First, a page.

Authors: Roman Koidl
The Eternal Intern
All rights reserved.
© 2013 by Roman Koidl
This is a work of fiction. Any resemblance of characters to actual persons, living or dead, is purely coincidental. The Author holds exclusive rights to this work. Unauthorized duplication is prohibited.
Thank you for encouraging me to follow my dreams
This book has been long time in
the making. Not that it was hard to write but it was hard to find the motivation to write. A lot of people want to write a book and leave a legacy. But many, including me, don’t like the idea of working hard for it. For that reason, I want to thank my mom, as you can read on the previous page, for pushing me to write and my dad for not pushing me into any job as I was unemployed and waiting on the right gig. I also want to thank the never ending competition between my brother and me to be the first to publish a book. I want to thank Theresa Harding and Cliff Kuehn for taking time to edit my final draft and give it the needed flow. Many thanks to Linda Akesson for reading an earlier version of this book and not falling asleep doing so.
I am grateful for the wealth of feedback I received from family and friends to enhance this book with ideas.
By writing this book I learned, that the enjoyment of living your dreams instead of just dreaming them make the struggles and hard work worth it.
The chosen one
2 0 0 8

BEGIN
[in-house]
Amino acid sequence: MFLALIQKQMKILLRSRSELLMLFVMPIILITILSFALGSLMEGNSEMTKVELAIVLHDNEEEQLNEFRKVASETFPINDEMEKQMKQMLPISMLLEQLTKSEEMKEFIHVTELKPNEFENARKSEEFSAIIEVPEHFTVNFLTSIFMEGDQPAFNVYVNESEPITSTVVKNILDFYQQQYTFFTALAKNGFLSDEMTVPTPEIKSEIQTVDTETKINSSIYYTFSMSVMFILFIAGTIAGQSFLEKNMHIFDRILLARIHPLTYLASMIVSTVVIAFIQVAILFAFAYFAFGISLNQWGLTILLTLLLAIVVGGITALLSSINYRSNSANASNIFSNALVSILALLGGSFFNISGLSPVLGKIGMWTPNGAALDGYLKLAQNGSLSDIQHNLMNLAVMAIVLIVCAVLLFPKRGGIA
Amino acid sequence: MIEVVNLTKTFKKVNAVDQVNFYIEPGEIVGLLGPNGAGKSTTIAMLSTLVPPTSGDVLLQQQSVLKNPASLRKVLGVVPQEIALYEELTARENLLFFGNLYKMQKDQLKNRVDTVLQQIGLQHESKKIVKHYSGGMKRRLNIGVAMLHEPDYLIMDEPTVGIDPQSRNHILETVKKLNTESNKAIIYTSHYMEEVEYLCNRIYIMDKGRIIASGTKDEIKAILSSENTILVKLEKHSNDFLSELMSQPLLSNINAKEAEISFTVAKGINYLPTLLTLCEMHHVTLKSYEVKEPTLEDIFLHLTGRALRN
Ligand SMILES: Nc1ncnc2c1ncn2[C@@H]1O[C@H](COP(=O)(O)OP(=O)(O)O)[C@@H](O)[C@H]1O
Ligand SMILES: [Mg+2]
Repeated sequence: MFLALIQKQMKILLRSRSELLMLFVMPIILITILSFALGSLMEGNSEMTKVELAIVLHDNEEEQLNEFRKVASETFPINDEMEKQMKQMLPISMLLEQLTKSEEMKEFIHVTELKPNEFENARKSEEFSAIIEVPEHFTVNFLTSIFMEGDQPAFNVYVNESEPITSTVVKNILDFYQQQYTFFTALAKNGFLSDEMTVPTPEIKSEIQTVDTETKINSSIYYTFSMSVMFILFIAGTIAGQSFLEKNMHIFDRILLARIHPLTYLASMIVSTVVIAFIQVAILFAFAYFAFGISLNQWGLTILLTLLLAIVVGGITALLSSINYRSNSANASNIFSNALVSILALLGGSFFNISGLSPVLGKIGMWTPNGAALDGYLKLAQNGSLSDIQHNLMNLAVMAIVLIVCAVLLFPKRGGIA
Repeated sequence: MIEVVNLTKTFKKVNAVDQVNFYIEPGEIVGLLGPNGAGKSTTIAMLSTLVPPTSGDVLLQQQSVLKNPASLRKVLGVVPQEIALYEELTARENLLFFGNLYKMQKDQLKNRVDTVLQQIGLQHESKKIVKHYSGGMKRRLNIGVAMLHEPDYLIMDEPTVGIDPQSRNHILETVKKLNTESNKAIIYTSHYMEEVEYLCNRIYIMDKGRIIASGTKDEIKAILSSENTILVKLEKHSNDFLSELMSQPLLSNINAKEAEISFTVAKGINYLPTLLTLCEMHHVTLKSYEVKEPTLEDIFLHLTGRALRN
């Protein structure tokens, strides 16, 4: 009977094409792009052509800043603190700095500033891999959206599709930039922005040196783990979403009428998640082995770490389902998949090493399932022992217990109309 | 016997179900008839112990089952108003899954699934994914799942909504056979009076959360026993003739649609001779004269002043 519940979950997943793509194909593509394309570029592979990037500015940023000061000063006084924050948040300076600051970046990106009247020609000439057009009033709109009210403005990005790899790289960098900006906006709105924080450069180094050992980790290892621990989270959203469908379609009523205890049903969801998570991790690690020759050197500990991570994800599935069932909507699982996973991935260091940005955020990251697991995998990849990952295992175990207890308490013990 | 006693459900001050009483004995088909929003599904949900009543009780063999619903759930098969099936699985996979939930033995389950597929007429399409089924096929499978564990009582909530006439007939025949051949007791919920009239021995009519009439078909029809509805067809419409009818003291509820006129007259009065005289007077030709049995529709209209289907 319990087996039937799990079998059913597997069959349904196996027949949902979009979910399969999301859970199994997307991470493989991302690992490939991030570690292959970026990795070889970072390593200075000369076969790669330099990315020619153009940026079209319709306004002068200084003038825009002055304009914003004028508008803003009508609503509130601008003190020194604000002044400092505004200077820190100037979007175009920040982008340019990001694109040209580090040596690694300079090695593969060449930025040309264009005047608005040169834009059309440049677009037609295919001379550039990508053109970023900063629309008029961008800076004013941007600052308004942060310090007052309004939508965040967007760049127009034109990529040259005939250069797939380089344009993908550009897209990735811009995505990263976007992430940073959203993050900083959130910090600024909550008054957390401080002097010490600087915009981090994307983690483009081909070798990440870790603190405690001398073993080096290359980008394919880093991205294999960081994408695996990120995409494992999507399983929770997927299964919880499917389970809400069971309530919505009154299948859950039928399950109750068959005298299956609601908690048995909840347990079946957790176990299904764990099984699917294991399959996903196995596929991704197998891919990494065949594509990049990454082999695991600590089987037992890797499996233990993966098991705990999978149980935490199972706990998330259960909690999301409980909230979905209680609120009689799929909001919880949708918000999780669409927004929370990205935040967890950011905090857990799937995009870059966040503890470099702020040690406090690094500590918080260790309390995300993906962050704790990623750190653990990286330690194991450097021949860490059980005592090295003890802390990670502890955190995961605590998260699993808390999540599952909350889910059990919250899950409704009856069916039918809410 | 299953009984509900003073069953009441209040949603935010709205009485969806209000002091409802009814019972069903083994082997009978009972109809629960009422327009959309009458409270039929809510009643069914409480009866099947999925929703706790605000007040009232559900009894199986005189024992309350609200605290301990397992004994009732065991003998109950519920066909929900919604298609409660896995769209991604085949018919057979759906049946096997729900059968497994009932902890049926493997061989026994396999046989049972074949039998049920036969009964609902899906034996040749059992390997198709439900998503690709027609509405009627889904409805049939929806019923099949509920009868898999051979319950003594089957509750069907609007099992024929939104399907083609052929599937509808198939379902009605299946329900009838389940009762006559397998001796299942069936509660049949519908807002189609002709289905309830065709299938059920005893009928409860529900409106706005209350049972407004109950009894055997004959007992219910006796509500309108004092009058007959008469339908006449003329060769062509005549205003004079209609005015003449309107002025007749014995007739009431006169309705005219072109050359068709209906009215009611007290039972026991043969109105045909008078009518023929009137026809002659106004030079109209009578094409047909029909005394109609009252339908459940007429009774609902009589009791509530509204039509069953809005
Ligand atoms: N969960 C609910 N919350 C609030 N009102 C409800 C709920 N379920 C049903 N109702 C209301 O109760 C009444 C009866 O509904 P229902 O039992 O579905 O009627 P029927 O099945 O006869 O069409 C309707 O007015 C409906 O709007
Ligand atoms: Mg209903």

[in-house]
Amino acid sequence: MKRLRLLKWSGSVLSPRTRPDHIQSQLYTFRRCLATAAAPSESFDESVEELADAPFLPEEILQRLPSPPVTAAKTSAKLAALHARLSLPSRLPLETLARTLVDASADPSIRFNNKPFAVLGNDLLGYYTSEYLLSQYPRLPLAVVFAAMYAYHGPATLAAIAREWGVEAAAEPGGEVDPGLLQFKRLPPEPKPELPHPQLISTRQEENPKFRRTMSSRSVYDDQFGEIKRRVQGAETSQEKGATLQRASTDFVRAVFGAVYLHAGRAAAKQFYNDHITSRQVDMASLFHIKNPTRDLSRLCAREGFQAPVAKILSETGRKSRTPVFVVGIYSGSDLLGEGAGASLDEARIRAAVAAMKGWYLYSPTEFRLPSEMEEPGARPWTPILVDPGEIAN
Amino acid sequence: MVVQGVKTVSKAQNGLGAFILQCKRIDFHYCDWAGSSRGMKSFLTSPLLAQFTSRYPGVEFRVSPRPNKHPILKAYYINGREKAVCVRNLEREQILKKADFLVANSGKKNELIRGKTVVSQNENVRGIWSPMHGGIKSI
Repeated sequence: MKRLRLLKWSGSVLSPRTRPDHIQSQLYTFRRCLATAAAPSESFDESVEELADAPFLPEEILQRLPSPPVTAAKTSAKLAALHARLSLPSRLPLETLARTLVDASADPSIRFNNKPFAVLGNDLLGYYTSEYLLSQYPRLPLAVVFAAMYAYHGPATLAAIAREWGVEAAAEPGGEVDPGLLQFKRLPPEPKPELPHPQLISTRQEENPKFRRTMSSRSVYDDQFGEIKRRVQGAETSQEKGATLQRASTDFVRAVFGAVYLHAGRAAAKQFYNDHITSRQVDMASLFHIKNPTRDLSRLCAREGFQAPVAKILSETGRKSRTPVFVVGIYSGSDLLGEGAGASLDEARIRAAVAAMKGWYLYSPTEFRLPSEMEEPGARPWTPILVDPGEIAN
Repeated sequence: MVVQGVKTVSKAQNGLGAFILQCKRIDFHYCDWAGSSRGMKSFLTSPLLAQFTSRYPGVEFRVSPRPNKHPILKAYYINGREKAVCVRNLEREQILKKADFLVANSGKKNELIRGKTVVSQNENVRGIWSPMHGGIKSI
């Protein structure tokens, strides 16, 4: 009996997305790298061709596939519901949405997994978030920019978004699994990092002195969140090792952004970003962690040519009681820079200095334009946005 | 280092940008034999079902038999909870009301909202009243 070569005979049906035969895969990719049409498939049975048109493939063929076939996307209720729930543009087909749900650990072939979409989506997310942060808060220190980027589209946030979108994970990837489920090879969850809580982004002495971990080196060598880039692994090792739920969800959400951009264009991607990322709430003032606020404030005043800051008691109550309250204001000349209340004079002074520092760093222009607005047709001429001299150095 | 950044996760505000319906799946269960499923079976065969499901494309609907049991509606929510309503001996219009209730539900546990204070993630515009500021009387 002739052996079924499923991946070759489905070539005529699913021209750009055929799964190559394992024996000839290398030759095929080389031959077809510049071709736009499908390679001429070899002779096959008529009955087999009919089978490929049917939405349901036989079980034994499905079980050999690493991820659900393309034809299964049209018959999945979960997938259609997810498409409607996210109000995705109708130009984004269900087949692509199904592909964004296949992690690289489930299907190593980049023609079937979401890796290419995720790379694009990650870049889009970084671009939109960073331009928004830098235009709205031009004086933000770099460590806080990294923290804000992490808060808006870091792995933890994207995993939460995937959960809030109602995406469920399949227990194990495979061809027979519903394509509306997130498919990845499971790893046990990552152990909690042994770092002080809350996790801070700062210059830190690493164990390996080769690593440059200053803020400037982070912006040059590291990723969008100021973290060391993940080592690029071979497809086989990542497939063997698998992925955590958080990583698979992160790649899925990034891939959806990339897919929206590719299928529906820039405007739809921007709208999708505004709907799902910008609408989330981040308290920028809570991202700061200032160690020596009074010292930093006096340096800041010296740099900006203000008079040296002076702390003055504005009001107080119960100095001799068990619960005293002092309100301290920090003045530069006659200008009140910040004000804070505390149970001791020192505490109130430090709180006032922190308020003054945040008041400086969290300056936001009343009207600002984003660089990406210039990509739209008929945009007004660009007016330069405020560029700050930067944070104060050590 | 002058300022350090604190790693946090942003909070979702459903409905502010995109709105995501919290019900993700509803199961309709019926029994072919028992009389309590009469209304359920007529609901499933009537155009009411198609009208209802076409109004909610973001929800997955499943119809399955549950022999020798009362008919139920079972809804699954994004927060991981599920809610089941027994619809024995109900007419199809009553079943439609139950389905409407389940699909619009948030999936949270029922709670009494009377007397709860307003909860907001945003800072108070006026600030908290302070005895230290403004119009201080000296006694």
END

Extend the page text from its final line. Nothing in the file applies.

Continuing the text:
It is your choice,” the man said laying his arms on the desk in front of him.
“I cannot say right away,” I replied worried and continued “this is a big decision. By when do you need an answer?”
I knew this question could backfire on me. A lot of people were waiting for this chance. It would be a dream job. Maybe not for everyone but for me it would be. I was looking puzzled at the woman sitting next to the man.
“We need a yes or a no now,” the woman pitched in looking at the man like she was seeking allowance to take over the interview.
“I understand,” I replied rubbing my thighs nervously.
When I initially
applied for this position I never thought that I would be the chosen one. It all started with a crazy idea after reading a newspaper ad.
“If I take it, when would I have to leave?” I asked
considering the offer.
“In 14 days,” the woman replied sharp.
Many thoughts flashed through my head. I was turning my head to the window. A plane lifting off into the air caught my attention. I wondered where the plane was heading to. Always when I see a plane I imagine it going to a tropical destination. People living in hot countries must be thinking the opposite. If I took this job I would be sitting in one of those planes heading to a new life.
“And?” the man pitched in
interrupting my day dreaming.
Please walk me through the next two years,” I asked trying to buy more time.
“Well, I believe Marsha would be the best